German Wine Guide

Hardcover | May 1, 1999

byArmin Diel, Joel Payne

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At the beginning of this century German Rieslings were the most expensive wines in the world, commanding higher prices than the top growths of Bordeaux. Today, in their incomparably light and elegant style, they offer value for money unmatched by any other wine-producing country. During the past decade, German producers have been paying more attention to quality of their wines, reducing yields but enhancing their reputations. The wine world has noticed, and the consumer is beginning to as well, meaning that there are more and better German wines in our stores all the times.

The German Wine Guide provides a region-by-region critique of individual vineyards and wines, including tasting notes and a price guide. The scope, while selective, is vast, taking in both the known estates of the Mosel and little-known vineyards crafting fine wines. The authors are considered the two most influential wine writers in Germany. As German wines continue to attract more attention, this will be the resource both for aficionados and amateurs.

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At the beginning of this century German Rieslings were the most expensive wines in the world, commanding higher prices than the top growths of Bordeaux. Today, in their incomparably light and elegant style, they offer value for money unmatched by any other wine-producing country. During the past decade, German producers have been pay...

Armin Diel was raised on a vineyard and is the owner of one of Germanys leading wine estates. He is also one of the countrys most respected wine and food critics.Joel Payne is an American living in Germany who has been a wine critic for nearly twenty years.
Format:HardcoverDimensions:520 pages, 8.5 × 5.5 × 0.98 inPublished:May 1, 1999Publisher:Abbeville Publishing Group

The following ISBNs are associated with this title:

ISBN - 10:0789205777

ISBN - 13:9780789205773

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PrefaceThis is the sixth annual edition of our German guide, the first to be published in English. In that time the German wine industry has matured considerably. A new generation of young winemakers has emerged that is determined to change the international perception of German wines. This guide is intended to give them a voice.At the end of the 19th century German Rieslings from the Mosel and the Rheingau were the most expensive wines in the world, commanding prices higher than those of the top growths in Bordeaux. Although the quality of the finest wines remained high, the fall from zenith to nadir took less than 50 years. Only two decades ago German wines were synonymous for cheap, sweet plonk. Even today some well-heeled German wine lovers still prefer to drink French.Since then dry wines have become immensely popular in Germany, heralding a rebirth in national pride for the quality of wines "made in German." At the same time it created a schism for the producers. In the German market many estates sell only dry wines; on the export market, nothing but delicately sweet Spatlese and Auslese. Nonetheless, as beer and spirit consumption wanes, wine sales are booming and today's generation is also willing to spend more money on finer wines, creating new markets for quality oriented producers. Wine lovers have always sworn by the varietal Riesling. The wine consumer has tended to acknowledge its inherent quality, but not to buy it. This guide's mission is to bring the two poles closer together.Everyone in Germany realizes, although politicians are loathe to discuss it in public, that their future cannot lie in exporting Liebfrauenmilch. Total volumes are down significantly in recent years, but a quarter of Germany's annual wine production is still exported at prices that barely cover the costs of production. Few shippers can seriously speak of a return on investment. Labor costs are so high that the producers must increasingly concentrate on their unique sales proposition, which is clearly the expression of pure Riesling fruit from the finest sites. The collective world of wine is changing quickly, obliging even modest estates to produce better wines or perish. Today no producer can sit on his laurels and expect his clientele to remain faithful forever. The buyer wants a product that is unique, well made and eminently quaffable. Quality on the one hand, value for money on the other, have become the bottom line, and the consumer benefits.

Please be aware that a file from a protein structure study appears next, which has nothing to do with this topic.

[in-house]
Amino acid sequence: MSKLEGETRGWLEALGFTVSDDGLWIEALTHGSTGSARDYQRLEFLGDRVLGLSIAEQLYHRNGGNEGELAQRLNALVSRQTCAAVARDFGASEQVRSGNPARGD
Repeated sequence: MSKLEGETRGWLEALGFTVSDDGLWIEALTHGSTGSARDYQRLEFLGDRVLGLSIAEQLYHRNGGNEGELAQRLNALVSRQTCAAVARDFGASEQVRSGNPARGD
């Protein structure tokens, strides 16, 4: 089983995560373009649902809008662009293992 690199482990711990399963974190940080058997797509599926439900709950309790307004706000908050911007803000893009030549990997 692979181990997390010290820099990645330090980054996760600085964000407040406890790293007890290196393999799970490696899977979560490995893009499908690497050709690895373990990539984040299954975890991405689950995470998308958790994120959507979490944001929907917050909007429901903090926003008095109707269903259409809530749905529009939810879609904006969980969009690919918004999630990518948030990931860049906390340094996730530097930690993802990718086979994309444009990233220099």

Table of Contents

Preface 4
About This Book and How to Use It 6
The Growing Regions 8
Germany's Wine Terminology 10
The Wine Label 11
It's All in the Grapes 12
What Is the "Pradikat?" 13
Wine Styles 14
Vintage Chart 15
The Classification Debate 16
Stars of the German Wine World 18
Our Rating System 24
Germany's Best Estates 26
The Authors' Favorites 28

Wines of the Year - 1995, 1996, 1997

Best Dry Red Wines 30
Best Dry White Burgundies 32
Best Dry Rieslings 34
Best Off-Dry Rieslings 36
Best Riesling Spatlese Wines 38
Best Riesling Auslese Wines 40
Best Noble Late Harvest Rieslings 42

Wines for Bargain Hunters 44

The Regions, the Producers, the Wines
Ahr 46
Baden 60
Franken (Franconia) 117
Hessische Bergstrabe 152
Mittelrhein 158
Mosel-Saar-Ruwer 182
Nahe 258
Pfalz (Palatinate) 294
Rheingau 348
Rheinhessen 397
Saale-Unstrut 438
Sachsen (Saxony) 442
Wurttemberg 447
The Best Sparkling Wines 475
The Best Marc and Fine 484
Information Bureaus 495
The Right Glasses 496
Index of the Estates 498
Index of Individuals 505
Copyright 516